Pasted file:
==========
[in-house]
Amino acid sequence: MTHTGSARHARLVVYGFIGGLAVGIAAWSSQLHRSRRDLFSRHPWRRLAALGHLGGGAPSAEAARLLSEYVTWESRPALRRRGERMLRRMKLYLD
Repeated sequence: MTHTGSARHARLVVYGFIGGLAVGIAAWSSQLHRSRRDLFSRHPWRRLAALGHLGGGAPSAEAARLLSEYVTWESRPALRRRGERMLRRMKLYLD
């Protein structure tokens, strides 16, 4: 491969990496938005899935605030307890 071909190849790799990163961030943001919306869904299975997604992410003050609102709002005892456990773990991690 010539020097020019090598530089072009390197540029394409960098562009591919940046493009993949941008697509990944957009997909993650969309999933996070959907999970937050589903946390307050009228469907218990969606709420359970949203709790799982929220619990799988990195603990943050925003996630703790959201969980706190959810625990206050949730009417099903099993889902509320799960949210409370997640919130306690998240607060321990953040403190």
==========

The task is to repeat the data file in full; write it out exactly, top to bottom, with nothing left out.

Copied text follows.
[in-house]
Amino acid sequence: MTHTGSARHARLVVYGFIGGLAVGIAAWSSQLHRSRRDLFSRHPWRRLAALGHLGGGAPSAEAARLLSEYVTWESRPALRRRGERMLRRMKLYLD
Repeated sequence: MTHTGSARHARLVVYGFIGGLAVGIAAWSSQLHRSRRDLFSRHPWRRLAALGHLGGGAPSAEAARLLSEYVTWESRPALRRRGERMLRRMKLYLD
């Protein structure tokens, strides 16, 4: 491969990496938005899935605030307890 071909190849790799990163961030943001919306869904299975997604992410003050609102709002005892456990773990991690 010539020097020019090598530089072009390197540029394409960098562009591919940046493009993949941008697509990944957009997909993650969309999933996070959907999970937050589903946390307050009228469907218990969606709420359970949203709790799982929220619990799988990195603990943050925003996630703790959201969980706190959810625990206050949730009417099903099993889902509320799960949210409370997640919130306690998240607060321990953040403190």